He’s the man without a plan. He’s winging it through life. He’s usually got a sunburn, covered head-to-toe with dirt but wearing a giant grin. He’s got a kid or three hanging off each limb when he’s outside playing. He’s undaunted by events that require the use of port-a-potties. His culinary specialties usually involve something from a box and a microwave. He knows how to fix anything with duct/electrical/hockey tape. He’s always got a pocket knife handy.
We see this man all the time assuming various forms but he exists for almost all of us in some way that is unique to us. I saw a few of them yesterday, splashing around a lake with children on a paddle board, a canoe, and a speed boat. I covered my eyes and prayed that the flotation devices I’d strapped around them would be enough to prevent them from meeting their likely demise or that one of the giant man-eating perch that dwell in the murky lake bottom wouldn’t unhinge its voracious jaws and swallow my babies whole. But even through my neuroses, I was unable to deny the adorable situation and had to snap a few pictures of them getting the kids to throw caution to the wind and helping them to create forever memories.
Of course I’m talking about dads. These are the guys with a devil-may-care attitude who rarely, if ever, bother with things like diaper bags, snacks, or even hand sanitizer. Those are obviously unnecessary things made popular by mothers. Dads are the spontaneous element of the best childhood memories. They might humor us moms by putting helmets or elbow pads on the kids, but they don’t really believe anyone needs that stuff (until they’re grandfathers). When Dad shows up to play, you can only expect the unexpected to happen.
My own father often came home with items that I am sure my mom would have quickly vetoed had she ever been seriously consulted. There was the go-kart that we used to perfect our 360s on the gravel at the corner of our yard and then the enormous batting cage that took up a significant part of our property, where my brothers learned to blast baseballs like cannons. But those are some priceless memories!
My own husband, usually the pragmatic voice of reason, also continues this legacy of spontaneity in surprising ways. Many times I have been told to adhere to a household budget, but there is not a price tag when it comes to an exorbitant amount of Nerf guns and foam ammunition; in these adventurous endeavors usually requiring the use of plastic goggles, money is no object.
My warnings of caution are usually brushed off when curiosity collides with inspiration and my suggestions for safety are met with such extreme disdain, that he will even go a step further to create a situation more daring than the original just to make the point that, “It’s a great idea! The kids will love it!” In his defense, sometimes I am eating my words and everyone has fun without injury. But other times, I’m applying an ice pack to a crying child within ten minutes and he’s suddenly very quiet, washing and vacuuming my car.
He’s had to learn to roll with some situations that I never thought he would. His own snot grosses him out, but I’ve watched him, countless times, hold a tissue up to our children’s faces and tell them to blow out as much nastiness as they can. He also gagged every, single time he had to change a poopy diaper; I think Grace’s last diaper change was the happiest day of his life. But watching how much love and care he has when brushing Grace’s hair or listening to him read Captain Underpants to the boys before bedtime, I can forgive all the times he refuses to reapply sunscreen or lets them eat McDonald’s fries for an afternoon snack. He is a dad, after all, the guy who keeps things real.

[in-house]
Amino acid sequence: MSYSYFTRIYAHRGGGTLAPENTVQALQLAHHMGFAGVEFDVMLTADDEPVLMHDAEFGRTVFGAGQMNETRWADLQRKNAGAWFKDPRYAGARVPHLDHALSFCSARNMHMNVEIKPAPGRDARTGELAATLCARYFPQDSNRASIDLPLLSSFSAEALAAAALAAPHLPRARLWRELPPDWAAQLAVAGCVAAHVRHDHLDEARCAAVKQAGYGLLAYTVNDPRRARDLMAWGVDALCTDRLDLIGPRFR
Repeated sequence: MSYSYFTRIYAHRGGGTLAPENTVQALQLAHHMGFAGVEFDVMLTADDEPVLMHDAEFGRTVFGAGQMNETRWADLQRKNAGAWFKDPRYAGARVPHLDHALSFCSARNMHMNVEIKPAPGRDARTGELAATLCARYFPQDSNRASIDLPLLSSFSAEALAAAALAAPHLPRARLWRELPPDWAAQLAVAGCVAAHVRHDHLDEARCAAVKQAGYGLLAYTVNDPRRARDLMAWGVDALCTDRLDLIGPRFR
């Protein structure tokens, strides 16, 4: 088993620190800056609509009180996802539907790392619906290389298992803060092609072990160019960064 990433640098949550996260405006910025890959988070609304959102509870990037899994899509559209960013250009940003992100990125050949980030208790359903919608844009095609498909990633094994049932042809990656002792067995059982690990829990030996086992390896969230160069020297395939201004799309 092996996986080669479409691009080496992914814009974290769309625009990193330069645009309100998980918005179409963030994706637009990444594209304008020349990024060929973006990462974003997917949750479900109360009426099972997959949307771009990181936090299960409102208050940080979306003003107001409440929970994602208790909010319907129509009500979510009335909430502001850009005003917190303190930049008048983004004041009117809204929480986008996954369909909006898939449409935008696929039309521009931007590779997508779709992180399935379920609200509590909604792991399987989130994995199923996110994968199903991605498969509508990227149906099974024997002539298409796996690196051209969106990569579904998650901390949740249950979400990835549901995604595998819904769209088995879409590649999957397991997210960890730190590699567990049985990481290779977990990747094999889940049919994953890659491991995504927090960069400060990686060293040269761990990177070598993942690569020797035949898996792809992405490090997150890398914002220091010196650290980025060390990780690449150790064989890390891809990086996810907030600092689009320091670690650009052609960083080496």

Sometimes he has the unenviable job having to be the “bad guy,” the disciplinarian. It can mean having to hear those fated words, “I don’t love you anymore,” but sticking to his guns no matter how much it hurts because he knows in his heart it’s the right thing to do. And at the end of the day, only his hugs can squeeze away the hurt and the disappointment, or the fear and anxiety and can make everything all right again.
It has been an incredible journey watching my husband become a father. When our son was born, I saw pure panic in his eyes in the hospital. “I have no idea what to do!” he had said. Neither of us had ever known such consuming fatigue. We didn’t know what we’d gotten ourselves into, but together, we figured it out. I remember seeing his hands cup around each of our children’s tiny newborn heads as he looked into their faces humbled with disbelief that together, we’d made these lives and were responsible for keeping them alive.
Sounds simple in theory, but in practice, it’s the hardest job there is. I get it now. I understand how my dad struggled between being a fun dad and being a real dad. I see my husband carefully balancing on the same line. My greatest hope is that someday, if we’ve done everything we could to prove to our kids that we loved them the best that we could, maybe they’ll want to be the kind of parents we were, only doing it better while understanding how tough it really is.
So with all of this on my mind and Father’s Day fast approaching, I’d like to take a moment to say, Happy Father’s Day to all dads out there! May there always be an abundance of duct tape, band-aids, and Nerf foam ammunition.